JACC. Heart failure. 02/2013; 1(1):1-20.
  • [Show abstract] [Hide abstract]
    ABSTRACT: Heart failure is associated with pump dysfunction and remodeling but it is not yet known if the condition affects different transmural regions of the heart in the same way. We tested the hypotheses that the left ventricles of non-failing human hearts exhibit transmural heterogeneity of cellular level contractile properties, and that heart failure produces transmural region-specific changes in contractile function. Permeabilized samples were prepared from the sub-epicardial, mid-myocardial, and sub-endocardial regions of the left ventricular free wall of non-failing (n = 6) and failing (n = 10) human hearts. Power, an in vitro index of systolic function, was higher in non-failing mid-myocardial samples (0.59±0.06 μW mg- 1) than in samples from the sub-epicardium (p = 0.021) and the sub-endocardium (p = 0.015). Non-failing mid-myocardial samples also produced more isometric force (14.3±1.33 kN m- 2) than samples from the sub-epicardium (p = 0.008) and the sub-endocardium (p = 0.026). Heart failure reduced power (p = 0.009) and force (p = 0.042) but affected the mid-myocardium more than the other transmural regions. Fibrosis increased with heart failure (p = 0.021) and mid-myocardial tissue from failing hearts contained more collagen than matched sub-epicardial (p < 0.001) and sub-endocardial (p = 0.043) samples. Power output was correlated with the relative content of actin and troponin I, and was also statistically linked to the relative content and phosphorylation of desmin and myosin light chain- 1. Non-failing human hearts exhibit transmural heterogeneity of contractile properties. In failing organs, region-specific fibrosis produces the greatest contractile deficits in the mid-myocardium. Targeting fibrosis and sarcomeric proteins in the mid-myocardium may be particularly effective therapies for heart failure.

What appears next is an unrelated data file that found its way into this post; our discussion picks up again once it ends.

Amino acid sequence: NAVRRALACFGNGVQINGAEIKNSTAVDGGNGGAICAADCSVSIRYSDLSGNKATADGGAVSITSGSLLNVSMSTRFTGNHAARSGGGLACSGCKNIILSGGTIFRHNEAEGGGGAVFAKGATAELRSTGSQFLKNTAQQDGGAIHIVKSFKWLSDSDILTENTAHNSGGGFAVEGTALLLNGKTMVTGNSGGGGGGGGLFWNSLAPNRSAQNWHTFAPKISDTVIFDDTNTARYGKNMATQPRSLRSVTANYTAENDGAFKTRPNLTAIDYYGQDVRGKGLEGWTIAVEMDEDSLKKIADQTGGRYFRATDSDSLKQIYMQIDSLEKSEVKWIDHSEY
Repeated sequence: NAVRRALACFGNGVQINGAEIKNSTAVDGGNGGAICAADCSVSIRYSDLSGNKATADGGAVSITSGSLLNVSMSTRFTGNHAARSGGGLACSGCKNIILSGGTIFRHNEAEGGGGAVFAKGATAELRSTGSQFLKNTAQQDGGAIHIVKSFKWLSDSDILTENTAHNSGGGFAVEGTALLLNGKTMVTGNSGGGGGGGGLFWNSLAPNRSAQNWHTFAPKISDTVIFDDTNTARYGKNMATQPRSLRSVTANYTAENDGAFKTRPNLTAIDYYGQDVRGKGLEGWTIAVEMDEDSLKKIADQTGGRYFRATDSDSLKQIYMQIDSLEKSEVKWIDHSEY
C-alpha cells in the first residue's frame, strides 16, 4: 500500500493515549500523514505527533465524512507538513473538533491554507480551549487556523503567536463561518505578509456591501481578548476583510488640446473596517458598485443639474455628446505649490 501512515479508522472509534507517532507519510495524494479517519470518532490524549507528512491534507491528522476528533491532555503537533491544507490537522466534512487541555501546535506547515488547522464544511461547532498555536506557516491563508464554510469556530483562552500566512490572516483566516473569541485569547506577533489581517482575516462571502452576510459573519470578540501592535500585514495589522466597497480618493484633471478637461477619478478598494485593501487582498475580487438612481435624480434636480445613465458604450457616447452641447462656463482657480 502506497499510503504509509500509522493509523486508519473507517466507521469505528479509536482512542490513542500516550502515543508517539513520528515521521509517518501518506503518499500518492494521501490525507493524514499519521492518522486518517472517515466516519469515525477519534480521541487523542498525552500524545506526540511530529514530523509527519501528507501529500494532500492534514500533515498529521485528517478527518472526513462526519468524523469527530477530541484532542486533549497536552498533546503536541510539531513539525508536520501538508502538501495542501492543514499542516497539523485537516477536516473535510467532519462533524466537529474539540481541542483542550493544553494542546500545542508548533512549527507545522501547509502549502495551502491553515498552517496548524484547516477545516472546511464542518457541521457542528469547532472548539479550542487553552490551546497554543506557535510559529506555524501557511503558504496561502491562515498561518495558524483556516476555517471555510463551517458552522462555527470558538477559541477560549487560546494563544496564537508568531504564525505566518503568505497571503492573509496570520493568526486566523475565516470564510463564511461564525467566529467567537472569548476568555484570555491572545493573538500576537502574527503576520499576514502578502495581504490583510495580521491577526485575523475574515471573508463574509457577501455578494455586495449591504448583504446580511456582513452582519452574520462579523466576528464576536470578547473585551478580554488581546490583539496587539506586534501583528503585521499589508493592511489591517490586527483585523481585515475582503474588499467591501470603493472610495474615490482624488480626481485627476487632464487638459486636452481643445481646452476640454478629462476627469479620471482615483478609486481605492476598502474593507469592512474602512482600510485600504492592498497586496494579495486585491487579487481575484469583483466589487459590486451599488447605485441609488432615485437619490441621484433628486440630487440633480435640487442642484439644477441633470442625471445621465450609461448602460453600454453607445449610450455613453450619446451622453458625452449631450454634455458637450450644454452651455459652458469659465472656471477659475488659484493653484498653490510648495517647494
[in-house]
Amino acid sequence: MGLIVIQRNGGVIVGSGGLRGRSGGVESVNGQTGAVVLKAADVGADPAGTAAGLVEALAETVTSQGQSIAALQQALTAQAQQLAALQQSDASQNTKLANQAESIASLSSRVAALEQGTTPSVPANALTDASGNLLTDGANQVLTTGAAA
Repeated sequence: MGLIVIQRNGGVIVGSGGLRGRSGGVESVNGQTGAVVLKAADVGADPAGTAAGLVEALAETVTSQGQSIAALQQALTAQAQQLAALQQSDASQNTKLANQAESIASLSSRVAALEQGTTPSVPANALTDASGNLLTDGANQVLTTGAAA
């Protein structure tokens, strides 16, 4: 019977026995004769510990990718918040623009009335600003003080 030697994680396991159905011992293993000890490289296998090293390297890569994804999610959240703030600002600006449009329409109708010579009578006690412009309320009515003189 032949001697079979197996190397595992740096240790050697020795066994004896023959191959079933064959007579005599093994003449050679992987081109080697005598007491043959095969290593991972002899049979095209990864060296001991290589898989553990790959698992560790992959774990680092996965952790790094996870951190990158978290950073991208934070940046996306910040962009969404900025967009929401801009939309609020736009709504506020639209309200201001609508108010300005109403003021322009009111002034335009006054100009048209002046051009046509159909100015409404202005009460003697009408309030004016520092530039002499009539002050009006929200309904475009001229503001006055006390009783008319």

Journal of Molecular and Cellular Cardiology 01/2014; · 5.15 Impact Factor
  • Source
    [Show abstract] [Hide abstract]
    ABSTRACT: Understanding how cardiac myosin RLC phosphorylation alters cardiac muscle mechanics is important as it is often altered in cardiac disease. However the effect this protein phosphorylation has on muscle mechanics during physiological shortening has not been addressed. We have expressed and phosphorylated recombinant Rattus Norvegicus left ventricular RLC. In-vitro we have phosphorylated these recombinant species with cardiac myosin light chain kinase (cMLCK) and zipper interacting protein kinase (ZIPK). We compare skinned cardiac trabeculae of the rat, which have undergone exchange with differently phosphorylated RLC species. We were able to enrich trabecular RLC phosphorylation by 40% compared to controls and, in a separate series, lower RLC phosphorylation to 60% of control values. Compared to the trabeculae with a low level RLC phosphorylation, RLC phosphorylation enrichment increased isometric force by more than 3-fold, peak power output by more than seven-fold and approximately doubled both maximum shortening speed and the shortening velocity that generated peak power. We augmented these measurements by observing increased RLC phosphorylation by Phos-TagTM SDS-PAGE analysis of human and rat HF samples from endocardial left ventricular homogenate. These results demonstrate the importance of increased RLC phosphorylation in the upregulation of myocardial performance, and suggest that reduced RLC phosphorylation is a key aspect of impaired contractile function in the diseased myocardium.
    Journal of Biological Chemistry 03/2013; · 4.65 Impact Factor

Full-text (2 Sources)

View
8 Downloads
Available from
May 17, 2014